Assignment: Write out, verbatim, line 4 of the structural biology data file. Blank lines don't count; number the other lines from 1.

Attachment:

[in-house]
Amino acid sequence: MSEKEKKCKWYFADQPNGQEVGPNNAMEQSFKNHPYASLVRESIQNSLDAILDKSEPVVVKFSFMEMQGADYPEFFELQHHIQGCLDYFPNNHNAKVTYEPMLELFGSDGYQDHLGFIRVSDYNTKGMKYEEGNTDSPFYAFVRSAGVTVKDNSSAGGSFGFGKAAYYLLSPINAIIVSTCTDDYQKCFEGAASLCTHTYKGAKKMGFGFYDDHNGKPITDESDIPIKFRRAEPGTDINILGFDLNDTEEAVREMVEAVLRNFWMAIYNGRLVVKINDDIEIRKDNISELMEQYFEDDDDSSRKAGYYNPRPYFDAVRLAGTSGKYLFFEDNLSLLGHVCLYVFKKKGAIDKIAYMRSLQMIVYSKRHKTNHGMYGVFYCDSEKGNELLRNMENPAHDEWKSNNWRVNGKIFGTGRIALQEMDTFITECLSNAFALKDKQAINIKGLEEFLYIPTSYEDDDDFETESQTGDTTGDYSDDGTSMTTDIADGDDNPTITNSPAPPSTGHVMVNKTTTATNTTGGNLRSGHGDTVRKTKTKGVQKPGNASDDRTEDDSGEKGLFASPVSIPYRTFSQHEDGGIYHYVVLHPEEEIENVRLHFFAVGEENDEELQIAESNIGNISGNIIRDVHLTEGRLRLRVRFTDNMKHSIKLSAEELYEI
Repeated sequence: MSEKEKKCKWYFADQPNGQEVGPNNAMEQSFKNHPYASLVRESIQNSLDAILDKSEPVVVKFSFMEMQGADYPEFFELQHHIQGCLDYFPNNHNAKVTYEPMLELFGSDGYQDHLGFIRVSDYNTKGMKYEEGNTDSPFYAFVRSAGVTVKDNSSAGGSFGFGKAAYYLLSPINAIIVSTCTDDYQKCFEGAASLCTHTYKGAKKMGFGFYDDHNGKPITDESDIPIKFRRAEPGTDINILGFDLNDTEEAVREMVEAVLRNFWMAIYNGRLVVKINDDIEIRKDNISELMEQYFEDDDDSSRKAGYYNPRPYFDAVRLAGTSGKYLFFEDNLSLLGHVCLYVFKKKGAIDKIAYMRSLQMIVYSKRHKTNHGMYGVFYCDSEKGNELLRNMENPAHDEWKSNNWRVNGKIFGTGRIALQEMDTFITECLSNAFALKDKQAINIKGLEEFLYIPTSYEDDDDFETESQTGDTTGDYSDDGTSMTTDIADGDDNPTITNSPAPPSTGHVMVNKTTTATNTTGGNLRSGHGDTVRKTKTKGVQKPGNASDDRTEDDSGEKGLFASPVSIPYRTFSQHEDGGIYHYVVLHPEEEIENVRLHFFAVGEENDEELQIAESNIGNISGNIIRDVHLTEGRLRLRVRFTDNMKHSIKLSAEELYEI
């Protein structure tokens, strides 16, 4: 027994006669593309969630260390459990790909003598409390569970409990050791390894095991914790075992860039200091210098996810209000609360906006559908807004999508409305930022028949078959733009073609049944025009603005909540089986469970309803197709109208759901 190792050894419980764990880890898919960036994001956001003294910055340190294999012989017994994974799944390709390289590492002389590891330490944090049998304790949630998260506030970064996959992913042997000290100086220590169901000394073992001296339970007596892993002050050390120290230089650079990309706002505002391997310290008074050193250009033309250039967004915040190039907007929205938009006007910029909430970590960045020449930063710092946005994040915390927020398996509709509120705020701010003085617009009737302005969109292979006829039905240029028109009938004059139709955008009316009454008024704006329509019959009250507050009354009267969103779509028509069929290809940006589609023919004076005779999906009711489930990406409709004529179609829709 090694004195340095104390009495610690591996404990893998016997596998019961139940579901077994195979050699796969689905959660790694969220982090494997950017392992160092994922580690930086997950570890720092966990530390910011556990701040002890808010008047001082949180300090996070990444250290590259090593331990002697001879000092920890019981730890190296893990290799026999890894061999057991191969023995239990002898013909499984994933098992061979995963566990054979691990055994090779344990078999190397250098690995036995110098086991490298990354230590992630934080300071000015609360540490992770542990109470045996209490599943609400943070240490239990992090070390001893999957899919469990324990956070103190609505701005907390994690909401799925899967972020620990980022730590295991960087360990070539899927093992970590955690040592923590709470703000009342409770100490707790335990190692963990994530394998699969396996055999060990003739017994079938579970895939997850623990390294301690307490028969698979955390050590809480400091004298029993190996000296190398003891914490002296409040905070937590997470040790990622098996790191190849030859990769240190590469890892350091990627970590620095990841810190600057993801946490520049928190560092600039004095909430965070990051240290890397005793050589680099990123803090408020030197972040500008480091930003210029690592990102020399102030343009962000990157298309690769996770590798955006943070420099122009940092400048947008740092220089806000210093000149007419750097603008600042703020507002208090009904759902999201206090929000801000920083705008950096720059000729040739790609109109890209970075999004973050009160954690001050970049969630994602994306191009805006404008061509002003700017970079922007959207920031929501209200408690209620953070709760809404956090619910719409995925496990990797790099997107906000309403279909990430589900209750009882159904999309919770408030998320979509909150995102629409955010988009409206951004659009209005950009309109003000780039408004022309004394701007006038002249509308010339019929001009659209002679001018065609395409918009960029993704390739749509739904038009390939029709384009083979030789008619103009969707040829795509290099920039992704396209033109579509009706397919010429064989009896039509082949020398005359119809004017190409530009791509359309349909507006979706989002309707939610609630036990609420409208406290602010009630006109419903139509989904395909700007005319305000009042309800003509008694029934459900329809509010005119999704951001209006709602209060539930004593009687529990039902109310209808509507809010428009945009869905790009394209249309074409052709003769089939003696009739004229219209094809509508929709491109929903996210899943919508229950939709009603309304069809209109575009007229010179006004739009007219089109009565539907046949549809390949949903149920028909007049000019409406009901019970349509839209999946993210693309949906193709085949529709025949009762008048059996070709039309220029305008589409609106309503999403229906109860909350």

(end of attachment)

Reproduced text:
């Protein structure tokens, strides 16, 4: 027994006669593309969630260390459990790909003598409390569970409990050791390894095991914790075992860039200091210098996810209000609360906006559908807004999508409305930022028949078959733009073609049944025009603005909540089986469970309803197709109208759901 190792050894419980764990880890898919960036994001956001003294910055340190294999012989017994994974799944390709390289590492002389590891330490944090049998304790949630998260506030970064996959992913042997000290100086220590169901000394073992001296339970007596892993002050050390120290230089650079990309706002505002391997310290008074050193250009033309250039967004915040190039907007929205938009006007910029909430970590960045020449930063710092946005994040915390927020398996509709509120705020701010003085617009009737302005969109292979006829039905240029028109009938004059139709955008009316009454008024704006329509019959009250507050009354009267969103779509028509069929290809940006589609023919004076005779999906009711489930990406409709004529179609829709 090694004195340095104390009495610690591996404990893998016997596998019961139940579901077994195979050699796969689905959660790694969220982090494997950017392992160092994922580690930086997950570890720092966990530390910011556990701040002890808010008047001082949180300090996070990444250290590259090593331990002697001879000092920890019981730890190296893990290799026999890894061999057991191969023995239990002898013909499984994933098992061979995963566990054979691990055994090779344990078999190397250098690995036995110098086991490298990354230590992630934080300071000015609360540490992770542990109470045996209490599943609400943070240490239990992090070390001893999957899919469990324990956070103190609505701005907390994690909401799925899967972020620990980022730590295991960087360990070539899927093992970590955690040592923590709470703000009342409770100490707790335990190692963990994530394998699969396996055999060990003739017994079938579970895939997850623990390294301690307490028969698979955390050590809480400091004298029993190996000296190398003891914490002296409040905070937590997470040790990622098996790191190849030859990769240190590469890892350091990627970590620095990841810190600057993801946490520049928190560092600039004095909430965070990051240290890397005793050589680099990123803090408020030197972040500008480091930003210029690592990102020399102030343009962000990157298309690769996770590798955006943070420099122009940092400048947008740092220089806000210093000149007419750097603008600042703020507002208090009904759902999201206090929000801000920083705008950096720059000729040739790609109109890209970075999004973050009160954690001050970049969630994602994306191009805006404008061509002003700017970079922007959207920031929501209200408690209620953070709760809404956090619910719409995925496990990797790099997107906000309403279909990430589900209750009882159904999309919770408030998320979509909150995102629409955010988009409206951004659009209005950009309109003000780039408004022309004394701007006038002249509308010339019929001009659209002679001018065609395409918009960029993704390739749509739904038009390939029709384009083979030789008619103009969707040829795509290099920039992704396209033109579509009706397919010429064989009896039509082949020398005359119809004017190409530009791509359309349909507006979706989002309707939610609630036990609420409208406290602010009630006109419903139509989904395909700007005319305000009042309800003509008694029934459900329809509010005119999704951001209006709602209060539930004593009687529990039902109310209808509507809010428009945009869905790009394209249309074409052709003769089939003696009739004229219209094809509508929709491109929903996210899943919508229950939709009603309304069809209109575009007229010179006004739009007219089109009565539907046949549809390949949903149920028909007049000019409406009901019970349509839209999946993210693309949906193709085949529709025949009762008048059996070709039309220029305008589409609106309503999403229906109860909350």